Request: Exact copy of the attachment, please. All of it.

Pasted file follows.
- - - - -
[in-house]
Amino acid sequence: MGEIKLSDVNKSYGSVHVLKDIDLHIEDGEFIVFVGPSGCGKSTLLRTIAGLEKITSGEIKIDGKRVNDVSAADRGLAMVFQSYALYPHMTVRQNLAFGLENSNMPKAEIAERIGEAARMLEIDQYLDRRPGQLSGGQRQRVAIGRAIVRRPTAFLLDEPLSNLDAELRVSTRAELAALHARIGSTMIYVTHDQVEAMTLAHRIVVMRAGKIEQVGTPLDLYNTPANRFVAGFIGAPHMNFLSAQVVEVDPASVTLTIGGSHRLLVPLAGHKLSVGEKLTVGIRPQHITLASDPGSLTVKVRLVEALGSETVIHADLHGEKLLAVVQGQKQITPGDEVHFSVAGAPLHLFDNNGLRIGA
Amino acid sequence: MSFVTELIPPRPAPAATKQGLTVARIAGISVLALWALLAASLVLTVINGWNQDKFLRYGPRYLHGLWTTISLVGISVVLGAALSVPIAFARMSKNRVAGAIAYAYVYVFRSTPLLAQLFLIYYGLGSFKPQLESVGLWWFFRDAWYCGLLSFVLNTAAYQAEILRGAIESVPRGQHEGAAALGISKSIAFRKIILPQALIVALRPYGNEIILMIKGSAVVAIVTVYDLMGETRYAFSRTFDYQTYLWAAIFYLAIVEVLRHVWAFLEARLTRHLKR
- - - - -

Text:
[in-house]
Amino acid sequence: MGEIKLSDVNKSYGSVHVLKDIDLHIEDGEFIVFVGPSGCGKSTLLRTIAGLEKITSGEIKIDGKRVNDVSAADRGLAMVFQSYALYPHMTVRQNLAFGLENSNMPKAEIAERIGEAARMLEIDQYLDRRPGQLSGGQRQRVAIGRAIVRRPTAFLLDEPLSNLDAELRVSTRAELAALHARIGSTMIYVTHDQVEAMTLAHRIVVMRAGKIEQVGTPLDLYNTPANRFVAGFIGAPHMNFLSAQVVEVDPASVTLTIGGSHRLLVPLAGHKLSVGEKLTVGIRPQHITLASDPGSLTVKVRLVEALGSETVIHADLHGEKLLAVVQGQKQITPGDEVHFSVAGAPLHLFDNNGLRIGA
Amino acid sequence: MSFVTELIPPRPAPAATKQGLTVARIAGISVLALWALLAASLVLTVINGWNQDKFLRYGPRYLHGLWTTISLVGISVVLGAALSVPIAFARMSKNRVAGAIAYAYVYVFRSTPLLAQLFLIYYGLGSFKPQLESVGLWWFFRDAWYCGLLSFVLNTAAYQAEILRGAIESVPRGQHEGAAALGISKSIAFRKIILPQALIVALRPYGNEIILMIKGSAVVAIVTVYDLMGETRYAFSRTFDYQTYLWAAIFYLAIVEVLRHVWAFLEARLTRHLKR